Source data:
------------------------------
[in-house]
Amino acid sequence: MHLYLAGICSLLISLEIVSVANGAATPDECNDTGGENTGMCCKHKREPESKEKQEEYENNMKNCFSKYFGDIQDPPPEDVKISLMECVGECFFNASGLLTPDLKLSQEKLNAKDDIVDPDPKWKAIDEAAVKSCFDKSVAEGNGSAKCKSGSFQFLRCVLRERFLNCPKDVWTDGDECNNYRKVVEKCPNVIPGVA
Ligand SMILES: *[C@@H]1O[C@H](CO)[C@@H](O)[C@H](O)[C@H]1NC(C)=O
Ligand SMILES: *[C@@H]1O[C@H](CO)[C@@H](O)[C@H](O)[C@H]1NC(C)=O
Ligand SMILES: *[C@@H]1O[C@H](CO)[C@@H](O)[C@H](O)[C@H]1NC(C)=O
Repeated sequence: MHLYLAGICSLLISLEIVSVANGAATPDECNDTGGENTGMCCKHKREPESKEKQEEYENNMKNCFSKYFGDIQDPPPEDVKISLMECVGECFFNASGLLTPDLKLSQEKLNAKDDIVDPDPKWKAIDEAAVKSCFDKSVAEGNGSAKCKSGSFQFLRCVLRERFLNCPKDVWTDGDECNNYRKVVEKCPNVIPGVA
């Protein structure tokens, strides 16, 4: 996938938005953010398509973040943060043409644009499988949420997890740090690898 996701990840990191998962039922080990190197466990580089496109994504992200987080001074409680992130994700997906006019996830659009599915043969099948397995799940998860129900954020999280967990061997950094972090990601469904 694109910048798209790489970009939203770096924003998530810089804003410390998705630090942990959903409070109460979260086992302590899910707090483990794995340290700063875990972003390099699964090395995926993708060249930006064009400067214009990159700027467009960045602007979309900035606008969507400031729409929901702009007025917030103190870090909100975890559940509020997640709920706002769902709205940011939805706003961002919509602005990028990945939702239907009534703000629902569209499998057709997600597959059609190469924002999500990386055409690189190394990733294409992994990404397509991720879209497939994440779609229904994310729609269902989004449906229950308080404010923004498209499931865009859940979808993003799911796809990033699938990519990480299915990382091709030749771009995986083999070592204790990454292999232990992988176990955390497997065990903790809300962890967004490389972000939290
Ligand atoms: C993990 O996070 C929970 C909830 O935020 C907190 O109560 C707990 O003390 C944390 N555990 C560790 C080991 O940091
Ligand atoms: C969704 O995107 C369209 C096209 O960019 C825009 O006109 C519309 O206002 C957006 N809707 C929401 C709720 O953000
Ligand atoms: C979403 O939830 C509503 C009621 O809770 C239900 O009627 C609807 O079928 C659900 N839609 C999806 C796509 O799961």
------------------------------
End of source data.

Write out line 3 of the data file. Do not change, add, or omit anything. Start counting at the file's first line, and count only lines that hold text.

Ligand SMILES: *[C@@H]1O[C@H](CO)[C@@H](O)[C@H](O)[C@H]1NC(C)=O